Andrew Luck winced.
That's all it took, during Sunday's 35-33 comeback win at Tennessee, for questions to arise about the health of the Indianapolis Colts quarterback. A CBS TV camera caught a sideline exchange in which backup quarterback Matt Hasselbeck patted Luck on the right shoulder, and Luck quickly recoiled as if in pain.
His postgame press conference did little to alleviate the concern as the three-time Pro Bowl passer was admittedly drained, physically and emotionally, after leading the Colts to 21 fourth-quarter points to avoid starting the season 0-3.
But on Monday, he showed up for the cameras in the Colts' locker room with not a hint of any injury issue.
"A good night's sleep, some pizza and a cold shower helps out a lot," Luck said with a smile and a chuckle.
"It is a draining game, it can drain your emotions, it can drain you mentally, physically. Thankfully we got the win. It makes you feel a whole lot better the next day, and guys put a lot of work (in), coaches, players put a lot of work into going out there and trying to get a win. You can get borderline frustrated when you feel like things aren't working out the way you want them to, so I'm proud to be a part of htis team that persevered through that and found a way to get a win.
If not for the fact Luck has thrown a league-high seven interceptions and been hit 20 times in three games, perhaps the rest of the NFL would dismiss the idea he's playing hurt. But Luck hasn't been himself this season. The constant pounding inevitably takes a toll on even the strongest of NFL bodies, although Luck is a sturdy 6-4 and 240 pounds and has shown in three previous seasons that he can withstand a lot of punishment.
"Andrew? No. No. He'll be alright," head coach Chuck Pagano said later Monday afternoon. "I think everybody, you know, come in and watch that tape and put this one behind you, and you get to hit the reset button and take 24 hours. They get a day off (Tuesday). Wish we (coaches) could get a day off, but we don't get a day off. Come in Wednesday ready to roll."
It's not like the Colts would want opponents to know if something is wrong. Players typically endure minor injuries and play through them on a weekly basis. But because Luck is so important to the franchise, any hint of an injury can be magnified in today's non-stop social media world of speculation.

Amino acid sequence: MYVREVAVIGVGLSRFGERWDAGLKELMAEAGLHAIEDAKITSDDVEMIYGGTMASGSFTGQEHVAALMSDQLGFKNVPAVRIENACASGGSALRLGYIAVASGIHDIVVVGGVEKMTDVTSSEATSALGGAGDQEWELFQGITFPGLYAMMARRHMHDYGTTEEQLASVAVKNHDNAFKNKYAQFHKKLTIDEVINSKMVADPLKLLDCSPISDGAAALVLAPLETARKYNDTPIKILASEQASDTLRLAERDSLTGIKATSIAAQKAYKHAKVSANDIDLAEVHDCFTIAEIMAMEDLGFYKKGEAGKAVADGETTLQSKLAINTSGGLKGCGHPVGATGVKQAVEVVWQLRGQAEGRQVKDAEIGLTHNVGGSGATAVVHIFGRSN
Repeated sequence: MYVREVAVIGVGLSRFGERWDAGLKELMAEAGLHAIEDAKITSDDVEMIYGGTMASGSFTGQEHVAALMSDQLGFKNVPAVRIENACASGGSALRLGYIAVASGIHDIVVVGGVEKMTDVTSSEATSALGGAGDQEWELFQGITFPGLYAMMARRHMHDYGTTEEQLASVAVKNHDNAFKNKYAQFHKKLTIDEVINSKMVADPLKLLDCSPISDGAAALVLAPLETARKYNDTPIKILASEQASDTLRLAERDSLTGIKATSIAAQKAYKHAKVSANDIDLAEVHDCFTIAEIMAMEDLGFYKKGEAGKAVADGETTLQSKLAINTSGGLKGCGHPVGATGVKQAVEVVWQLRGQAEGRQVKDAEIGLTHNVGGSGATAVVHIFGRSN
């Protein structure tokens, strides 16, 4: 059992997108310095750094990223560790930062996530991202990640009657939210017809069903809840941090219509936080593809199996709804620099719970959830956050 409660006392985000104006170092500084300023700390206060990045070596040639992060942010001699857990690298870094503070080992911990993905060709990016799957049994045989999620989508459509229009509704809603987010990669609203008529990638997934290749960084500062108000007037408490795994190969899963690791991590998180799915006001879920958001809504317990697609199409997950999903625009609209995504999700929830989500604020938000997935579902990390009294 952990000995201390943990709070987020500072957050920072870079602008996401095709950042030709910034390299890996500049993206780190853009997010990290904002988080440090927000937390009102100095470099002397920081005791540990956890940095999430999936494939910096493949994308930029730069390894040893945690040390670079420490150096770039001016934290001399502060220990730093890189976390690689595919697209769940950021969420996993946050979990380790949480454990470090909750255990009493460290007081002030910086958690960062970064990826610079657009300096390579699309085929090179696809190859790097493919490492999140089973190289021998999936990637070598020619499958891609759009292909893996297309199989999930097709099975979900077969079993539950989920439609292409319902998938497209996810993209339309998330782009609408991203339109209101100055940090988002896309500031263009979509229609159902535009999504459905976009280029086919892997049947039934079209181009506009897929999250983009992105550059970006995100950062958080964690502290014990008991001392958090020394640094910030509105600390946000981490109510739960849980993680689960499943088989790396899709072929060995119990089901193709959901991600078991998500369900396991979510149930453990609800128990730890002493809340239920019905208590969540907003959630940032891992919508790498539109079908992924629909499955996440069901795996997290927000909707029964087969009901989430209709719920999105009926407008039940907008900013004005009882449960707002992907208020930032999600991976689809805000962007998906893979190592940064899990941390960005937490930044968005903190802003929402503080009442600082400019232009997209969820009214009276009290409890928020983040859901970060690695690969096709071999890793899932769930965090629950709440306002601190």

Luck interceptions on back-to-back possessions in the third quarter enabled the Titans (1-2) to build a 27-14 lead. But as he has done in the past, he rallied for his 14th career comeback win. He threw touchdown passes to rookie wide receiver Phillip Dorsett and wide receiver Donte Moncrief, then running back Frank Gore scored on a 6-yard rush.
Pagano called the victory the greatest of his four-year Colts career, a surprising distinction considering the Colts were touchdown underdogs when they defeated Denver in the Mile High City during a January AFC Divisional playoff game. And there was the memorable home comeback win against Green Bay in 2012, when Pagano was watching from a hospital bed while being treated for leukemia.
Luck has always received praise for his mental toughness, specifically the ability to bounce back from his mistakes.
"Yeah, maybe settled down a bit and just played football," he said of Sunday's fourth quarter. "It's hard to explain. We've been here before, I've tried to explain my interceptions, my stupid plays."
He shrugged for a moment, thinking about those.
"You get tired of talking about it," he said, "and somewhere you've got to change that, and I think maybe that clicked."
The Colts will be favored to extend their 14-game AFC South Division winning streak Sunday against the Jacksonville Jaguars (1-2) at Lucas Oil Stadium.
Phillip B. Wilson also can be found on Facebook and Google+.